Lunching with the Enemy: why building alliances with detractors is a smart move

I suspect many people were glued to their television sets watching the results of the United States presidential election last year and followed their favourite newscasters as they speculated on what President Obama needed to do during his second term in office.

I particularly like CNN, specifically, David Gergen, senior political analyst and past advisor to four US presidents. Mr. Gergen was asked a specific question on what he thought Obama needed to accomplish in his next term as US president. Mr Gerber stated that without a doubt, this time around President Obama needed to build relationships in Washington and he then shared an interesting observation. He pointed out that President Obama, in his first four years of office played approximately 105 golf games, but only one was played with Republicans. Clearly, Mr. Gerber understands the necessity of building relationships outside the political arena over more relaxed circumstances.

However, look at the ridicule that President Obama has garnered with what the media has dubbed his “charm offensive” when he invited Republicans to dinner, to have a conversation in a different type of surrounding. I think the President deserves a great deal of praise for taking the initiative to not only start the conversation but for his attempts to build relationships in order to get the work done.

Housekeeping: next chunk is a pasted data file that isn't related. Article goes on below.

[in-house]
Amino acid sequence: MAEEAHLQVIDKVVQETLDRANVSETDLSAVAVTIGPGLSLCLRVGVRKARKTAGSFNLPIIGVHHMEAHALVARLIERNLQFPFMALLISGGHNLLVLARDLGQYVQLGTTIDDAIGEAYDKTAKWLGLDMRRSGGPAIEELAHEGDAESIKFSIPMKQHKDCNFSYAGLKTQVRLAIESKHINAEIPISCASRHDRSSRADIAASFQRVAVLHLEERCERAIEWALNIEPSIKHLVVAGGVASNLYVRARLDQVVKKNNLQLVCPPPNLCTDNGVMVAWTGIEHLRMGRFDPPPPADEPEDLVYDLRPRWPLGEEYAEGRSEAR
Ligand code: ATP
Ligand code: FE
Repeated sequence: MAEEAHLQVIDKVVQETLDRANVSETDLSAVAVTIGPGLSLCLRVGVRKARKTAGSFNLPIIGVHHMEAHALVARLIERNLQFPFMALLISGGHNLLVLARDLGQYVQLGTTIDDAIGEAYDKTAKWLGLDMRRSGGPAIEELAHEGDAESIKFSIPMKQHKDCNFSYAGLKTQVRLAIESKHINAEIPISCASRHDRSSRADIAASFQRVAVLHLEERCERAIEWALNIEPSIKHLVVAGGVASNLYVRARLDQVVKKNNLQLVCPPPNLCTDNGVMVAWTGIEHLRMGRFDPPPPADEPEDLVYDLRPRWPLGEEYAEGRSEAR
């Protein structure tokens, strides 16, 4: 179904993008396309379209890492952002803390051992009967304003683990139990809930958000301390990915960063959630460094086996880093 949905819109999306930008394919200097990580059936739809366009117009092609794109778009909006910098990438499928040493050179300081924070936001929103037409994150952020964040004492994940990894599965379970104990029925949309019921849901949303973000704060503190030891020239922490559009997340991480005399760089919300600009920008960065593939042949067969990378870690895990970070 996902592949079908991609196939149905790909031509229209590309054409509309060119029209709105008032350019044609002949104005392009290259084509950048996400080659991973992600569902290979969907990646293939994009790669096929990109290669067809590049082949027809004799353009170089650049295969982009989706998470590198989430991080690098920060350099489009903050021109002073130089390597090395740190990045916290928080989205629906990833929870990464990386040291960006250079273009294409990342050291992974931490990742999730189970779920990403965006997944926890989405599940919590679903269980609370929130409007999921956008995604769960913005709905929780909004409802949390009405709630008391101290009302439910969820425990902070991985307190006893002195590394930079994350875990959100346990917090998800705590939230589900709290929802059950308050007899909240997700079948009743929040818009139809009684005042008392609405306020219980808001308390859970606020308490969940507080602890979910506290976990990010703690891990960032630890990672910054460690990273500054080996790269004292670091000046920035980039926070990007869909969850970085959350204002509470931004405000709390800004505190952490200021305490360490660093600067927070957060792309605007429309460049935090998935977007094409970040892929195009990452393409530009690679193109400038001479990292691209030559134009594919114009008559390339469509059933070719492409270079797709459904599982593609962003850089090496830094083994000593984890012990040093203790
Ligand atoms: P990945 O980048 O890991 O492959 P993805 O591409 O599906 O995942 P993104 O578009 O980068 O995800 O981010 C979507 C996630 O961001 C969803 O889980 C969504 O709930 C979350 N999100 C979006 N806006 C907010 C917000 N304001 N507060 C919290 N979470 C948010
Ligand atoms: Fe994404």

Many senior leaders talk about the importance of relationships, but few actually make the attempt to build relationships, particularly across party lines in this case, but also across organizational or divisional lines. It is the enlightened leader, in this case the President, who is willing to reach out to his adversaries for lack of a better term, for the sake of the country.

It really is not surprising since many of us now know that President Obama has modeled his presidency on that of Abraham Lincoln. President Lincoln as well, invited his rivals to join his cabinet, because he thought they were the best men in the country, even though he knew they all thought that they deserved to be president, and actually tried to undermine him on more than one occasion. It takes an outstanding leader to do what Lincoln did, and he did it for the sake of his country.

We have much to learn from the lessons of history as well as from leaders such as Lincoln. Perhaps senior leaders in organizations can benefit from building relationships across organizations so that the best possible business outcomes can be achieved as a whole, rather than everyone taking care of their own backyard?

[fancy_box]Frank Soriano is a Toronto based keynote speaker and workshop facilitator.
Contact Frank via web:; email:
or phone: 416 833-7444.[/fancy_box]

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